Good news for Pelahatchie Bay residents on fight against giant salvinia

Giant Salvinia meeting

RANKIN COUNTY, MS (WLBT) - Good news for residents in the Pelahatchie Bay area. Officials say the giant salvinia is 90 percent eradicated, but the work isn’t over.

The invasive plant can create a mat across the surface of the water, and kill off fish and other aquatic species.

General manager, John Sigman and officials with the Pearl River Valley Water Supply District say they want to turn the heat up on the invasive plant plaguing the Pelahatchie Bay.

Officials with the Department of Wildlife and Fisheries recently began spraying herbicide on the remaining 10 percent of the giant salvinia.

They’re also burning the invasive weed with fire. But rain and cold temperatures hindered the work.

“I think we’re past the cold weather. So we got to start looking at heavy application of herbicide again. And hopefully we’ll be able to eradicate this thing and move on with the summer of boating and fishing,” said Sigman.

Giant salvinia grows aggressively, doubling its biomass in 36 hours in warm, still waters. Ryan Jones, a biologist with Wildlife and Fisheries says the top layer was treated with herbicide and killed off. But after further inspection officials say they found salvinia deeper in the mud.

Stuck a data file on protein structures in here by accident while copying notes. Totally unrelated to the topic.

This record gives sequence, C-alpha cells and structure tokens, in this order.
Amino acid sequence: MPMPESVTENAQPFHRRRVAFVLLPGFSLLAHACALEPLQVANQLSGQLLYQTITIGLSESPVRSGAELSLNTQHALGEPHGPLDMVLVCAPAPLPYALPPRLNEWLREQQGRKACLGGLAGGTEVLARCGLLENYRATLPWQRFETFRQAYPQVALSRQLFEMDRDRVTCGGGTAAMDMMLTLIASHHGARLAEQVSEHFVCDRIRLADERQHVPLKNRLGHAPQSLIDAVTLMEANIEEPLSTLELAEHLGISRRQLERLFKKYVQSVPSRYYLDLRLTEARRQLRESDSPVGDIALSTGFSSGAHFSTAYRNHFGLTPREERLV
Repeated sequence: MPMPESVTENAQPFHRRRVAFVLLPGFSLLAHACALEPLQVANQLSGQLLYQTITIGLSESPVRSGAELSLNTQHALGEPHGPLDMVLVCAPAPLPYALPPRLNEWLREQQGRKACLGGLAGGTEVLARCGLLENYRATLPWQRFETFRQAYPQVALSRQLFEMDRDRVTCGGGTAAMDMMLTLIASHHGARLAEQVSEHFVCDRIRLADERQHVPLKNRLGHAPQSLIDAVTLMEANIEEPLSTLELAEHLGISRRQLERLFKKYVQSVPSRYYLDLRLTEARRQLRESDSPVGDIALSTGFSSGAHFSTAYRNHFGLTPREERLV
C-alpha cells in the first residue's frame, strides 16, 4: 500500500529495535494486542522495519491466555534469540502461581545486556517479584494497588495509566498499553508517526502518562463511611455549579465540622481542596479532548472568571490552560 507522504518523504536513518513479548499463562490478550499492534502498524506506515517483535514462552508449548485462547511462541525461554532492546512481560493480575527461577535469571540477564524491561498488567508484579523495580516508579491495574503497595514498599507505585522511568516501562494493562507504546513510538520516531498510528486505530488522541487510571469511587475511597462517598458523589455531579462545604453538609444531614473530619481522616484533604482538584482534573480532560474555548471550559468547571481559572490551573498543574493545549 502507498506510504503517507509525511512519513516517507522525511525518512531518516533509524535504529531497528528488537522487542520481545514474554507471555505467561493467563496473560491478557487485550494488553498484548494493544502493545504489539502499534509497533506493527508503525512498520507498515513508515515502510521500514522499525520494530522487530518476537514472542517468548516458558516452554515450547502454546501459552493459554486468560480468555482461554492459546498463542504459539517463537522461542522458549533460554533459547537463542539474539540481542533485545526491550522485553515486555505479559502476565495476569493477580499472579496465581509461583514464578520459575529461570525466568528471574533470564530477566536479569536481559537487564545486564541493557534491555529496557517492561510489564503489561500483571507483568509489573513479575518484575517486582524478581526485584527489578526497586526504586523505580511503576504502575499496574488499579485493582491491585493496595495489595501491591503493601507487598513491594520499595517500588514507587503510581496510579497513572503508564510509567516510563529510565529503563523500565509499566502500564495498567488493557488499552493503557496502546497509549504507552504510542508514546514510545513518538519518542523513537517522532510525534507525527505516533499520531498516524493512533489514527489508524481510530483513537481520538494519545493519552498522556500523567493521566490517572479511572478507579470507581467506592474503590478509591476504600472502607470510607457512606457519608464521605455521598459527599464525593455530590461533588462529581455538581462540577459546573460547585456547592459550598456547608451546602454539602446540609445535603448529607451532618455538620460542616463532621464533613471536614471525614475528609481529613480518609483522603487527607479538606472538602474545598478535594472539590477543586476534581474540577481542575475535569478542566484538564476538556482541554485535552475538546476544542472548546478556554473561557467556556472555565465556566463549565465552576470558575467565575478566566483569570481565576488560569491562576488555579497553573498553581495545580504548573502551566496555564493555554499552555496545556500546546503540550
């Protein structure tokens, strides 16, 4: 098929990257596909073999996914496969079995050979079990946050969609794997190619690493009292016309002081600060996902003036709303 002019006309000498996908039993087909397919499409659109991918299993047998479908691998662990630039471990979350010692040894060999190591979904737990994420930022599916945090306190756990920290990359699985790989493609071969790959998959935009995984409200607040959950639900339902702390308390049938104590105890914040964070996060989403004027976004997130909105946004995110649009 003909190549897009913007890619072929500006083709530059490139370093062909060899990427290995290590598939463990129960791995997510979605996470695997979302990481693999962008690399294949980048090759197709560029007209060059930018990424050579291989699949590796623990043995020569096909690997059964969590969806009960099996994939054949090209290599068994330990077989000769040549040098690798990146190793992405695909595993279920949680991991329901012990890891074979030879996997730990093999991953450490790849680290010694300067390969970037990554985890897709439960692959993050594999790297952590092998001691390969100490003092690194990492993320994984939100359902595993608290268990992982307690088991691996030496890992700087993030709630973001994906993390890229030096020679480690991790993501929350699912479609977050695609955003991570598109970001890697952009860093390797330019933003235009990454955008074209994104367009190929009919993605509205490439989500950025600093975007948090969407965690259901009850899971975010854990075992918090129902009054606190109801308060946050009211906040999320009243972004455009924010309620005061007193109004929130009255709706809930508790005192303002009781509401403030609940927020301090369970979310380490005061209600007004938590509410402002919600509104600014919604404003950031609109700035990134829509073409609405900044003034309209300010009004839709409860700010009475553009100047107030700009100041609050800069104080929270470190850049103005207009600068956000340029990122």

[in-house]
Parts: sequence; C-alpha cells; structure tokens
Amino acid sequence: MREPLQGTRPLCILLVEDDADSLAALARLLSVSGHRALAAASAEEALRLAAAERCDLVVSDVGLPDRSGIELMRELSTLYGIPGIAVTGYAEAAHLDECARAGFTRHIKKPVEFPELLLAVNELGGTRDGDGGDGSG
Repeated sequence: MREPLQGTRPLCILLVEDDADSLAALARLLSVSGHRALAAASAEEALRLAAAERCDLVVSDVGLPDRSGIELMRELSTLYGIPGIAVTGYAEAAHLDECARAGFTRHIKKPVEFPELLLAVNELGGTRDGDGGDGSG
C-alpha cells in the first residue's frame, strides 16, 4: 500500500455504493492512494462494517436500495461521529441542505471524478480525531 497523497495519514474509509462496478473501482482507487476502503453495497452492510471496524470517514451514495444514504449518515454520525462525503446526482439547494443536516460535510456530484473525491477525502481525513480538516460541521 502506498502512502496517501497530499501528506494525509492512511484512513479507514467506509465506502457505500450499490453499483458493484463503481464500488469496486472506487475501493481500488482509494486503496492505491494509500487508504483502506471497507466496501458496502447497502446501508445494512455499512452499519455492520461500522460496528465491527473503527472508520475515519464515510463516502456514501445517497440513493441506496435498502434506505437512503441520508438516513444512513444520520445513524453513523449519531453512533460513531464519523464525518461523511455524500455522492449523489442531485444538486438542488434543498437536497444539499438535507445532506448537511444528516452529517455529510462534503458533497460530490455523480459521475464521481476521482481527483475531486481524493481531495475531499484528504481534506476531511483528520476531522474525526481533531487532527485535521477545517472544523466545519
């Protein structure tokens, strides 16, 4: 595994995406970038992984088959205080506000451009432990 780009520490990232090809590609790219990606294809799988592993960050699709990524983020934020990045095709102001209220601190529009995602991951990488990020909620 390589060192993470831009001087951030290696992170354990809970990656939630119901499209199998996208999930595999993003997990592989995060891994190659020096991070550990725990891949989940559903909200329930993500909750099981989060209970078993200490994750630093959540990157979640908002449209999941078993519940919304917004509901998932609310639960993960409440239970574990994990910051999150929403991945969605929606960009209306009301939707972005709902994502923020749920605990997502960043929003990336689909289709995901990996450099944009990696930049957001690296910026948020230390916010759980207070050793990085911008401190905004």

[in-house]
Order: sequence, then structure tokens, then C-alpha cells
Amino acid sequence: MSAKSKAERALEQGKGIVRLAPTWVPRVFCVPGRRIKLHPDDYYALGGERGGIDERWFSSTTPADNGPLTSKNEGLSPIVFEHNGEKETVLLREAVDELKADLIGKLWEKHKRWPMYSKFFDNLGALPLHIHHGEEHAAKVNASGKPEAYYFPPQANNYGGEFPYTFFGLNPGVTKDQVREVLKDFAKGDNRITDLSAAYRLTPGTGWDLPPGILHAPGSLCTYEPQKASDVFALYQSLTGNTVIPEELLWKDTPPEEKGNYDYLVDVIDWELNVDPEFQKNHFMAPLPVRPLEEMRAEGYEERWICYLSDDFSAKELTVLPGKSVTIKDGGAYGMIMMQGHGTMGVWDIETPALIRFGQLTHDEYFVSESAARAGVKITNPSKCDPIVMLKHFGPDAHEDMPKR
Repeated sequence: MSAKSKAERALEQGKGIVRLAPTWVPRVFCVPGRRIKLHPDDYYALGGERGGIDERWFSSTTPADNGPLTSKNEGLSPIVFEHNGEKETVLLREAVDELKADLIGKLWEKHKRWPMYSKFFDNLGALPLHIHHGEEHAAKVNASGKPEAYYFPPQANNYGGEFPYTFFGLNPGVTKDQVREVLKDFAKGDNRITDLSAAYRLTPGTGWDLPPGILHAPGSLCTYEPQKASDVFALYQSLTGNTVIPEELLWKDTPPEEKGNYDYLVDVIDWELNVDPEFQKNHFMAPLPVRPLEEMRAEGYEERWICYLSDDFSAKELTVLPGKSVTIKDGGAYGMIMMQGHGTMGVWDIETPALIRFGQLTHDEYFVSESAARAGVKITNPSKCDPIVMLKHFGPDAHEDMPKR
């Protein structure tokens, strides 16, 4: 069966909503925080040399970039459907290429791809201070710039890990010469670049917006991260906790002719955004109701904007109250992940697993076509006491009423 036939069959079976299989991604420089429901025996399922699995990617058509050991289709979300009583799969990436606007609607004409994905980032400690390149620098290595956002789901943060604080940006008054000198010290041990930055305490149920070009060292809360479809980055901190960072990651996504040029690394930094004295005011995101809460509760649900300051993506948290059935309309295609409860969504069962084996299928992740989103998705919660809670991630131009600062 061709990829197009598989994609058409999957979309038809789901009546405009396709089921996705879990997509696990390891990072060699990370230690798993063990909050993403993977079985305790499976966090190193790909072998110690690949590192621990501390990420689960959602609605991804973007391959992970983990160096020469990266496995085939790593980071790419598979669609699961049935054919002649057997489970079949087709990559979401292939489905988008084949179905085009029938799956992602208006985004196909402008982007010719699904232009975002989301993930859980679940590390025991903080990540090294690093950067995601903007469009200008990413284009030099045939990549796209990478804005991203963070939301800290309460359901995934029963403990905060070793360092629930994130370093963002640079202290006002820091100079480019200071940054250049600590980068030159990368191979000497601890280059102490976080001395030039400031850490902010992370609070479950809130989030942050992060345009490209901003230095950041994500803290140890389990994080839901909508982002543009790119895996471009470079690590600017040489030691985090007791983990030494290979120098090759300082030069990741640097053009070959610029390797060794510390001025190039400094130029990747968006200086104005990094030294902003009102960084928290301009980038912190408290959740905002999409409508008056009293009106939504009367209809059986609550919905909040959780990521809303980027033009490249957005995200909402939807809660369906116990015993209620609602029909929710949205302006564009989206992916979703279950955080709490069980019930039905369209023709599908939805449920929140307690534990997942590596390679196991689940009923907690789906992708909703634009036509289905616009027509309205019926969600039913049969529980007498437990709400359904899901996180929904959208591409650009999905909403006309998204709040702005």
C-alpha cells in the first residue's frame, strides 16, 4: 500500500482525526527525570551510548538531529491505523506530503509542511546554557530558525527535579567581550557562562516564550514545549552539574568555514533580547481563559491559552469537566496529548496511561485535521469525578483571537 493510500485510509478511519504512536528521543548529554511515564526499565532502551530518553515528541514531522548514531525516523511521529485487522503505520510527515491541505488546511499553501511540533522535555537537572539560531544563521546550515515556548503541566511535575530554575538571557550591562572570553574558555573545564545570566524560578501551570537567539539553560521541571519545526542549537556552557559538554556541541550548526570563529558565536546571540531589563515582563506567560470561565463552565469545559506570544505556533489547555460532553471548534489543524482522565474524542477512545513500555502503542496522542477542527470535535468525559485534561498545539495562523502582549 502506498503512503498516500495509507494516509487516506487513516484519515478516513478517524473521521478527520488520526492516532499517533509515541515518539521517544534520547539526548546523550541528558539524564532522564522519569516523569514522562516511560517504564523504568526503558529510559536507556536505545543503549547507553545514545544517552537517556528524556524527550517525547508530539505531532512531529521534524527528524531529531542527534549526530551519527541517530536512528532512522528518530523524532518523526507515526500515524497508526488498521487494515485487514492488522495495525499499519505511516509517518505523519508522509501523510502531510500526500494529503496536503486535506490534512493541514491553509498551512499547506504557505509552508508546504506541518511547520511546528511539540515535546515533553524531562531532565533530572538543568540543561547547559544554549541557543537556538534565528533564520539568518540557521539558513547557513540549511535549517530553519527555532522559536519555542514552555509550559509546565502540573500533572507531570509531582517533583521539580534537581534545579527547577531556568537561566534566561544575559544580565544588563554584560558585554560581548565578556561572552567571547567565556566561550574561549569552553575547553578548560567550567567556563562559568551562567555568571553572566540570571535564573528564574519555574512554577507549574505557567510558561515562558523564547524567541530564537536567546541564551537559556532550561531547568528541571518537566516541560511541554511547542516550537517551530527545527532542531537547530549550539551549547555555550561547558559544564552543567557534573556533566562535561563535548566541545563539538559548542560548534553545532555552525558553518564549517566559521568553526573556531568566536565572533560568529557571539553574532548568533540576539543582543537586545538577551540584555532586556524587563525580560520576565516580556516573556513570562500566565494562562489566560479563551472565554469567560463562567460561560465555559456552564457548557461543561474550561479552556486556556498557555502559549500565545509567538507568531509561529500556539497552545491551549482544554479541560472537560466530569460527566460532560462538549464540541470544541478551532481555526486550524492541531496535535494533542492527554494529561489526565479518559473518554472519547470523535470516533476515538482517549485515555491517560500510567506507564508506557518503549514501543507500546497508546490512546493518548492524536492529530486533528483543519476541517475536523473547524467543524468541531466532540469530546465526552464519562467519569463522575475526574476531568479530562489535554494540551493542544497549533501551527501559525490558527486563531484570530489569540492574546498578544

“All of the vegetation needs to be burned along this entire shoreline of the range. So that sunlight can penetrate and wind could pull moisture off out of the soil. And dry it out, and then we can also maybe put one final dose of herbicide on there that has a little bit of soil activity,” said Jones.

The evil weed is often spread by boaters. The district says a cleaning station will arrive next week. The district says they’re aiming to be open by April 1st for boaters to use.

“So we have purchased and it’ll be here next week, a cleaning station. Which has vacuums and wash waters, and pumps. And it’s solar powered, it’s self reporting, it’s pretty nice. And we actually got two more coming through a grant from DEQ," said Sigman.

MDWFP says that boaters need to clean, drain and dry their boating equipment after each use to limit the spread of this species.

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